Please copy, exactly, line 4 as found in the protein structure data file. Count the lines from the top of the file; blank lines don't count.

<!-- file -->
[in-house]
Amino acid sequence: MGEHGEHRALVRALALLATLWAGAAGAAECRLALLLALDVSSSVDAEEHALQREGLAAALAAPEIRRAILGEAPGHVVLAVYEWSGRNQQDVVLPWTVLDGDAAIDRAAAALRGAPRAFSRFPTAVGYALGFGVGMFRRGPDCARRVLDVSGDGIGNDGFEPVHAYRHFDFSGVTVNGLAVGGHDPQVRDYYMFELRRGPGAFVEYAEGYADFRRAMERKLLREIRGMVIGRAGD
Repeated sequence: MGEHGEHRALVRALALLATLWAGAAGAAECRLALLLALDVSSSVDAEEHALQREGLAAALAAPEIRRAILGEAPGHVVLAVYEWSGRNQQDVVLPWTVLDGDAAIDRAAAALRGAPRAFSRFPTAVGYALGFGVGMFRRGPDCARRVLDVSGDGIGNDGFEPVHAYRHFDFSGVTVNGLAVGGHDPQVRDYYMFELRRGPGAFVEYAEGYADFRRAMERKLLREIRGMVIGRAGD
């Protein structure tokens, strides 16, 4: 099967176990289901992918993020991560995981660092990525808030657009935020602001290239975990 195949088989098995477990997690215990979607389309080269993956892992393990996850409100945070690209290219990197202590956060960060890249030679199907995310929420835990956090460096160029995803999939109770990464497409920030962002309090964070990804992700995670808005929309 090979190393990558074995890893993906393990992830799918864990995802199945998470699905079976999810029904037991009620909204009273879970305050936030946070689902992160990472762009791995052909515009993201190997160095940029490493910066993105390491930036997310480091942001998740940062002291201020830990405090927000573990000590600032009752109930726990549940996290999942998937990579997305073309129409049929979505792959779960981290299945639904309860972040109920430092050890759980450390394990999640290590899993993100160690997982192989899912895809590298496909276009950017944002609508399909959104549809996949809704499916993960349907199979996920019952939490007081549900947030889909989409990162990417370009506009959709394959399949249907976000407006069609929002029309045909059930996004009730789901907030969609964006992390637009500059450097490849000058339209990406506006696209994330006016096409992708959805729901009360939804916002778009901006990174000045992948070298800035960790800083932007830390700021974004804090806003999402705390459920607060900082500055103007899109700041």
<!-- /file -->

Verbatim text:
């Protein structure tokens, strides 16, 4: 099967176990289901992918993020991560995981660092990525808030657009935020602001290239975990 195949088989098995477990997690215990979607389309080269993956892992393990996850409100945070690209290219990197202590956060960060890249030679199907995310929420835990956090460096160029995803999939109770990464497409920030962002309090964070990804992700995670808005929309 090979190393990558074995890893993906393990992830799918864990995802199945998470699905079976999810029904037991009620909204009273879970305050936030946070689902992160990472762009791995052909515009993201190997160095940029490493910066993105390491930036997310480091942001998740940062002291201020830990405090927000573990000590600032009752109930726990549940996290999942998937990579997305073309129409049929979505792959779960981290299945639904309860972040109920430092050890759980450390394990999640290590899993993100160690997982192989899912895809590298496909276009950017944002609508399909959104549809996949809704499916993960349907199979996920019952939490007081549900947030889909989409990162990417370009506009959709394959399949249907976000407006069609929002029309045909059930996004009730789901907030969609964006992390637009500059450097490849000058339209990406506006696209994330006016096409992708959805729901009360939804916002778009901006990174000045992948070298800035960790800083932007830390700021974004804090806003999402705390459920607060900082500055103007899109700041």